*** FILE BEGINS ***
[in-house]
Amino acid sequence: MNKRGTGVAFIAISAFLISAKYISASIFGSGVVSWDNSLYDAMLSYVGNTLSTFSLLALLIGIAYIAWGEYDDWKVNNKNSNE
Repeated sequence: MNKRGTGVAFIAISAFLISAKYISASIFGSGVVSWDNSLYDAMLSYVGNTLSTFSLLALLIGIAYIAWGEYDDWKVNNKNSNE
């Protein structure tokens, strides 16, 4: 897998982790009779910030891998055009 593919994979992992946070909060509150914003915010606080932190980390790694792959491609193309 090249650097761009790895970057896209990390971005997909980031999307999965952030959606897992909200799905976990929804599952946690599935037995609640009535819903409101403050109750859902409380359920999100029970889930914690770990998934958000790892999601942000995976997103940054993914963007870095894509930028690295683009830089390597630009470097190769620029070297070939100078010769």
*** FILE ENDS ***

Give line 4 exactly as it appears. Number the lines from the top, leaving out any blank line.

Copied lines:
């Protein structure tokens, strides 16, 4: 897998982790009779910030891998055009 593919994979992992946070909060509150914003915010606080932190980390790694792959491609193309 090249650097761009790895970057896209990390971005997909980031999307999965952030959606897992909200799905976990929804599952946690599935037995609640009535819903409101403050109750859902409380359920999100029970889930914690770990998934958000790892999601942000995976997103940054993914963007870095894509930028690295683009830089390597630009470097190769620029070297070939100078010769």